Monday, January 16, 2017

Buff Spells and Abilities

A couple weeks ago, a Blizzard CM posted the following in response to a forum thread:
Why do you feel blessings and auras are fun? I can understand that it feels "nice" to help other players with buff spells, but, in general, they were just niche spells that actually didn't contribute much to meaningful game play (Seals are a different story, I guess). I never thought to myself on my Pally that turning on Retribution or Devotion Aura was going to result in an exciting change besides some passive armor or thorns-like-damage reflect.
Buff spells are fun, but articulating exactly why is a bit of a challenge. They're not difficult decisions, which leads to the claim of "not meaningful gameplay." But not everything needs to be a difficult decision. The mere presence of a buff spell means that before the group even starts playing, people in the group are better off. Buff spells enhance the idea that the characters are stronger together.

It's also part of the ritual before starting something. Food, flask, buff up and then pull. When all decisions and actions occur in combat, I think something is lost. These actions in preparing for combat are important too.

I think buff spells might be most important to healer players. They're a concrete manifestation of your support. You buff your allies, you buff random people. I liked joining a group with a druid and seeing Mark of the Wild go up. I liked having Blessings and Auras.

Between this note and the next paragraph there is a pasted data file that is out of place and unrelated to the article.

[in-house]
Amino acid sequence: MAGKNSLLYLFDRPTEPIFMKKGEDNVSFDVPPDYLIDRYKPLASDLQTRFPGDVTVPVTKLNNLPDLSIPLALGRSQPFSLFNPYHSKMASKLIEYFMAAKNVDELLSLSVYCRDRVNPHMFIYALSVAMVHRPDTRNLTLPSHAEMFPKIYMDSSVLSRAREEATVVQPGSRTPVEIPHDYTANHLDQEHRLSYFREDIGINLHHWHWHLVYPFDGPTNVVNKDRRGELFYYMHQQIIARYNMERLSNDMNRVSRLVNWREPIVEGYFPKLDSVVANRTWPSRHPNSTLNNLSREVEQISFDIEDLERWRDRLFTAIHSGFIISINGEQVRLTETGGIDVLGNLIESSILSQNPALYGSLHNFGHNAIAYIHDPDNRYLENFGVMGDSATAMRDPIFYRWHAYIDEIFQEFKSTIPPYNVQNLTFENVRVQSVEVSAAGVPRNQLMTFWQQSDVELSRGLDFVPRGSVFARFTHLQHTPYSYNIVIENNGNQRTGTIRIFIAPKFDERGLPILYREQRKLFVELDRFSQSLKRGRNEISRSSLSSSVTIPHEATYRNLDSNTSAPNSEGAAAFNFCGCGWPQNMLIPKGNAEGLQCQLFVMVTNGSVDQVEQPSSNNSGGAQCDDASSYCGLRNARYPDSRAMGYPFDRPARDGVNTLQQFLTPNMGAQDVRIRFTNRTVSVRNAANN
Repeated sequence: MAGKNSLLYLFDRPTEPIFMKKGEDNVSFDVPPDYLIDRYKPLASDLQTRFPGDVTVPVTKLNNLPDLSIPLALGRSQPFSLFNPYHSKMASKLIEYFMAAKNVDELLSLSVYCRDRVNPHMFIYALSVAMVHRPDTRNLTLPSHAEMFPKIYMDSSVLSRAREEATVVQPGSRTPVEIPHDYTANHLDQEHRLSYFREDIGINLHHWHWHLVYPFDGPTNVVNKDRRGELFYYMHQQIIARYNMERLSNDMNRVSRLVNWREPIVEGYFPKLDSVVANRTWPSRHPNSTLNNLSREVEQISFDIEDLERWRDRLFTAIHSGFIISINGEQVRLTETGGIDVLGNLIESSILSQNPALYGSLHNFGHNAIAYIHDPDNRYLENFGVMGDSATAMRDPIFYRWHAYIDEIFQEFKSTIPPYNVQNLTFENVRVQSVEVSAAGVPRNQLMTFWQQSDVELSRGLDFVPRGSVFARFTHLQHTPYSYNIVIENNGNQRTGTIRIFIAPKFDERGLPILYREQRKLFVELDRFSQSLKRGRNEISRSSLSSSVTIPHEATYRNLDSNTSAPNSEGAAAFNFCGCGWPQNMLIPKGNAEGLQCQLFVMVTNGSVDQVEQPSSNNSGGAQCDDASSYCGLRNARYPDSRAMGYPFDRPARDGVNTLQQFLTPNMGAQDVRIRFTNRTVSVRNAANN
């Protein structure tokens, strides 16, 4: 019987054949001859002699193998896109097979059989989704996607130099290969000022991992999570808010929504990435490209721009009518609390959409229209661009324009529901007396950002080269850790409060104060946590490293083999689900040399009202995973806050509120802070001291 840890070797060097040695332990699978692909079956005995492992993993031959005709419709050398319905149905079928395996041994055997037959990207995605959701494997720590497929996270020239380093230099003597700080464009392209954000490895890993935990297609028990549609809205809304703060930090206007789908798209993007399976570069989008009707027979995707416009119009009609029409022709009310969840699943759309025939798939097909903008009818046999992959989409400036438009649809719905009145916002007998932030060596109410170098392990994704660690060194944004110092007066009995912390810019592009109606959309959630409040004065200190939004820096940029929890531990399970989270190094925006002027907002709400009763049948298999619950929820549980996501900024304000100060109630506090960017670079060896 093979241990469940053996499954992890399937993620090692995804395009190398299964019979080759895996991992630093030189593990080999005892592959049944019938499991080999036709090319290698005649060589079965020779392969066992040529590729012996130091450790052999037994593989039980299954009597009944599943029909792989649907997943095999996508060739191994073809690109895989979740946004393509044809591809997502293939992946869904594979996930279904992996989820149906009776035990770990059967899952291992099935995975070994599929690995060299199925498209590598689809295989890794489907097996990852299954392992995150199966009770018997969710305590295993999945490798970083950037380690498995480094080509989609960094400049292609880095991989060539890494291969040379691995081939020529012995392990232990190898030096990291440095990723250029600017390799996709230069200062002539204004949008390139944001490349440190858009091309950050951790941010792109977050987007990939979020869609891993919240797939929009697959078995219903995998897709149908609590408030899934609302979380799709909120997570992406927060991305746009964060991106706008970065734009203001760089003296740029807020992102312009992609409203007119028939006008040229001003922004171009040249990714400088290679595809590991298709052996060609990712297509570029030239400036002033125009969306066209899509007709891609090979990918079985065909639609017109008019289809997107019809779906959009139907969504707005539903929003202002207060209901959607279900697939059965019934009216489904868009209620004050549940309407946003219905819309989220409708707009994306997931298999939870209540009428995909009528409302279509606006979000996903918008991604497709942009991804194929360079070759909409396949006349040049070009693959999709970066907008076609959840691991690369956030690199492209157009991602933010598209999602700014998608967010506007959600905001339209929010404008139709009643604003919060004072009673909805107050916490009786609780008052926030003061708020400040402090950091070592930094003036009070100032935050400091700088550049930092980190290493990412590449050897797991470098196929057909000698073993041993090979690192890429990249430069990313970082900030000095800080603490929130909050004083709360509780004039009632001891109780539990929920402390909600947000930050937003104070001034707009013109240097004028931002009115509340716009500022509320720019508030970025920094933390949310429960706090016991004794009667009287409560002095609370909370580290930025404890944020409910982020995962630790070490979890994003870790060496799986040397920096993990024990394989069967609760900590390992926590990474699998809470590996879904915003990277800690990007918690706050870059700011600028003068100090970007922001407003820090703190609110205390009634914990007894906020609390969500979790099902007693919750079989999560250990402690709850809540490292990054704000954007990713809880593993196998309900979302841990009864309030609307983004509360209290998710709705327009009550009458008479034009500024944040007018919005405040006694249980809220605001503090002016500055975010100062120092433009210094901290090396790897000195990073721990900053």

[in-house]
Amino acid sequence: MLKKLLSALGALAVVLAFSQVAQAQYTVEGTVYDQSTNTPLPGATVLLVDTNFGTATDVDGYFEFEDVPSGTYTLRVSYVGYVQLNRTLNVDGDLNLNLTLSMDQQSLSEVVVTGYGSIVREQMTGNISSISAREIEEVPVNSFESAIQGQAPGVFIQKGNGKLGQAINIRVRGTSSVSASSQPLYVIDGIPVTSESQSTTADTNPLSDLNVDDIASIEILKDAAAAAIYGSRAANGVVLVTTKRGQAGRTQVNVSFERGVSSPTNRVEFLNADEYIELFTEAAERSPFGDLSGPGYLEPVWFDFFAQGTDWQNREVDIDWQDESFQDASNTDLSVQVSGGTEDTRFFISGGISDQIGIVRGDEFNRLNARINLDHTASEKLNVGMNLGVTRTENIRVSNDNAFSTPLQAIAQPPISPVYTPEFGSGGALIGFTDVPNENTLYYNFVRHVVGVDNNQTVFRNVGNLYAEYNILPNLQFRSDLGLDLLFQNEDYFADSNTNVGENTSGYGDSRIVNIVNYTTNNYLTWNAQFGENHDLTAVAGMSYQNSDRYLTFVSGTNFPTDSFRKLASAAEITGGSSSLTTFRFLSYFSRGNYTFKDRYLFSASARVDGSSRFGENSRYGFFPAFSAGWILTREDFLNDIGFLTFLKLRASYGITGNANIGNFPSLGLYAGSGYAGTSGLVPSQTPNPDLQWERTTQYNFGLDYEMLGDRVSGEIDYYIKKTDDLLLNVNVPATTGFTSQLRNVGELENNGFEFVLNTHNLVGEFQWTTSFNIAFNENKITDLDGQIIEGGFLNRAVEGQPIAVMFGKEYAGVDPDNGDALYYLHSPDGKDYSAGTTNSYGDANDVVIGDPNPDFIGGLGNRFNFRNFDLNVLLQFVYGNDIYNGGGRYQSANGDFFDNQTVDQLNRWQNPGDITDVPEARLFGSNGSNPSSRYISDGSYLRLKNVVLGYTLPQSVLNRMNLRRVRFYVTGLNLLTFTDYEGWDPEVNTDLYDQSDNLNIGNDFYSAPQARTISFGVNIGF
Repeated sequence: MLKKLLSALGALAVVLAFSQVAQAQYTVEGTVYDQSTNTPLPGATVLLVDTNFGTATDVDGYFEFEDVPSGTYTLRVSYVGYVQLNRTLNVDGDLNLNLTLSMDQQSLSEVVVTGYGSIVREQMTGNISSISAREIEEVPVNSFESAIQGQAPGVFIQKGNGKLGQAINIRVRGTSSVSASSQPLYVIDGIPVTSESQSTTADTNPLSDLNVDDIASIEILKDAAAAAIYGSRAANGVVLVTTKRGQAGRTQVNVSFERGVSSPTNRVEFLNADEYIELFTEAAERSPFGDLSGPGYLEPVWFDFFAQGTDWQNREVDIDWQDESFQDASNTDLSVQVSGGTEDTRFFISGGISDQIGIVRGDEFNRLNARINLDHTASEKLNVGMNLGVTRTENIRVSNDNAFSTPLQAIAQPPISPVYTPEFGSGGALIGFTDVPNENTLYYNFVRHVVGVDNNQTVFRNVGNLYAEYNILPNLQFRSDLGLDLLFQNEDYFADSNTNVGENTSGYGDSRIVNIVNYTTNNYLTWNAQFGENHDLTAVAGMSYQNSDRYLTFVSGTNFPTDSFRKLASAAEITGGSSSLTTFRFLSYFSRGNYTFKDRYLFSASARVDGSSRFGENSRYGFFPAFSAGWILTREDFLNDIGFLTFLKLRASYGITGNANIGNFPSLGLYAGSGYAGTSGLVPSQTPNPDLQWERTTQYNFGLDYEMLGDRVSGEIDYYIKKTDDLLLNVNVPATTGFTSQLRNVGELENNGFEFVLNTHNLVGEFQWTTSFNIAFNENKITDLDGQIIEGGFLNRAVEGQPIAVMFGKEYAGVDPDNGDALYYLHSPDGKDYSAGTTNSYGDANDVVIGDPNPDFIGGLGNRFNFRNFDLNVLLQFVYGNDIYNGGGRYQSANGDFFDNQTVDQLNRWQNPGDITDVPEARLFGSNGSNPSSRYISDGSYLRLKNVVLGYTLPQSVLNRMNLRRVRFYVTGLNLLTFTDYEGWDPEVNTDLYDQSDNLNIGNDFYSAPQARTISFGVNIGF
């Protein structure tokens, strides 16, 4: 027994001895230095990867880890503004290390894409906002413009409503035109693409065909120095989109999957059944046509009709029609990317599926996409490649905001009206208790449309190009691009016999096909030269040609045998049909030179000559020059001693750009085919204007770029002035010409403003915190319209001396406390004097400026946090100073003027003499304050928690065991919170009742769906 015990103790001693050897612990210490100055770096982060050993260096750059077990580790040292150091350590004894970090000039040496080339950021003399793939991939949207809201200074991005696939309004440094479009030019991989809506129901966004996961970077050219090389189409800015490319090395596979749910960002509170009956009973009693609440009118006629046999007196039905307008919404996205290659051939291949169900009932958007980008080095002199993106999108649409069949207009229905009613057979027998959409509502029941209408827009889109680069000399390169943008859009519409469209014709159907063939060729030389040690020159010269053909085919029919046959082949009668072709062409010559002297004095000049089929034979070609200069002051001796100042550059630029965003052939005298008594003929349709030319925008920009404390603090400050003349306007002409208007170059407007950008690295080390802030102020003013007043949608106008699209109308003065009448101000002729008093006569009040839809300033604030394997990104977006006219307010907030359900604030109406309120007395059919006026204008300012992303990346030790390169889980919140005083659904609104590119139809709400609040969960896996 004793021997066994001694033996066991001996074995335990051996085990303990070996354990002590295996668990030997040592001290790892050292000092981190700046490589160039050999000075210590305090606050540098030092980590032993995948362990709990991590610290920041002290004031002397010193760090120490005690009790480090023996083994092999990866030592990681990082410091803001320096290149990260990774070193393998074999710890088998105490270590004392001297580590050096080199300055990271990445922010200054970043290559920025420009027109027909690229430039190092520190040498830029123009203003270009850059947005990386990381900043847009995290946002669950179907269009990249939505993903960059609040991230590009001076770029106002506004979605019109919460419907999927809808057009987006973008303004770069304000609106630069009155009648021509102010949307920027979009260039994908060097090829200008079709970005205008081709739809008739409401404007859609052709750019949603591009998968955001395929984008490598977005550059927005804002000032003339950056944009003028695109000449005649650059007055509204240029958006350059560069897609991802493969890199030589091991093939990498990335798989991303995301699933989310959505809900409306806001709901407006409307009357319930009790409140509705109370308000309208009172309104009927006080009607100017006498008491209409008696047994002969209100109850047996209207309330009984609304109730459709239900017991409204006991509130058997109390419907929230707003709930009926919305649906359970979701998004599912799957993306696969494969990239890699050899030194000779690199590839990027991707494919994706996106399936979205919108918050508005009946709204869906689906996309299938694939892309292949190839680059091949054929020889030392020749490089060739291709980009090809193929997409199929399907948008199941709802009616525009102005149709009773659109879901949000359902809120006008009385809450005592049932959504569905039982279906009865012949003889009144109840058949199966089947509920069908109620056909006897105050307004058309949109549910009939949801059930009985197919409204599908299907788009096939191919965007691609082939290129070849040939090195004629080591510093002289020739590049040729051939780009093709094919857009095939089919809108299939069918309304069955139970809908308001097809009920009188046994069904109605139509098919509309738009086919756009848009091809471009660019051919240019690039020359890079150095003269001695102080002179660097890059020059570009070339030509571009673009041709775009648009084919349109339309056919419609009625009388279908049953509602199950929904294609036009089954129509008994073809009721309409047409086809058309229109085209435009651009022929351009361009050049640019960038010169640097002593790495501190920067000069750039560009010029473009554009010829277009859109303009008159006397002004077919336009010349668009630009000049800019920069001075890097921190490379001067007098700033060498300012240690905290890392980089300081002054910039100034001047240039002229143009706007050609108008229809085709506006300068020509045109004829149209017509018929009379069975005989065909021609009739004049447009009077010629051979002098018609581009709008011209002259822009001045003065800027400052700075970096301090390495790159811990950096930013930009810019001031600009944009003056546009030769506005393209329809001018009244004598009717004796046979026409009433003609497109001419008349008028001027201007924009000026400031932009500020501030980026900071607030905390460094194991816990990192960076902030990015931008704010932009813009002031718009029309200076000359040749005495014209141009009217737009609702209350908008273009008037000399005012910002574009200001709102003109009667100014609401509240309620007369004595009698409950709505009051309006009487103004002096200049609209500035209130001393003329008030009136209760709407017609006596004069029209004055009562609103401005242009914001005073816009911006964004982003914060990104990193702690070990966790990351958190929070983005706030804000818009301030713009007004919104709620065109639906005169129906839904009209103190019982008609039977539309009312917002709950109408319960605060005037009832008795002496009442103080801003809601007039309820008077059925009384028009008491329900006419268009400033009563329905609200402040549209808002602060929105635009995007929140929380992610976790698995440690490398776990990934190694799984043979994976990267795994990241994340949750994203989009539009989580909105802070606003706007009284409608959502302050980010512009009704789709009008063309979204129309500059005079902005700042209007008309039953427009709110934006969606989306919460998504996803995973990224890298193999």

Now, buff spells do have a lot of problems. The presence of buff spells mean that you want specific classes, rather than letting people play what they want. If the class was balanced around the buff spell, then the best plan was to only take one person of that class, and not multiples.

(Though, it seems that without buff spells, play what you want basically becomes "take the top parsing specs", so I'm not sure that we've truly gained anything.)

Blizzard tried to get around that in previous expansions by handing buffs out to every class. But that kind of watered down the whole concept. So in Legion, they've pretty much removed buff spells, or made them "interesting". Of course, it turned out that the new Blessing of Might was too interesting for Retribution paladins to handle, and so it had to be removed.

A Design for Class Buffs

Here's what I would do to reintroduce buffs:
  • Three buff types - 5% damage increase, 5% damage reduction, 5% healing taken/output (numbers are subject to tuning)
  • One cast buffs the raid. 
  • Buffs of the same type don't stack.
  • Healing specs get the buffs
  • Holy/Disc Priest - Prayer of Fortitude (healing)
  • Resto Druid - Mark of the Wild (tanking)
  • Mistweaver Monk - White Tiger statue (damage)
  • Holy Paladin - Blessing of Might (damage), Wisdom (healing), Kings (tanking). Only one blessing at a time.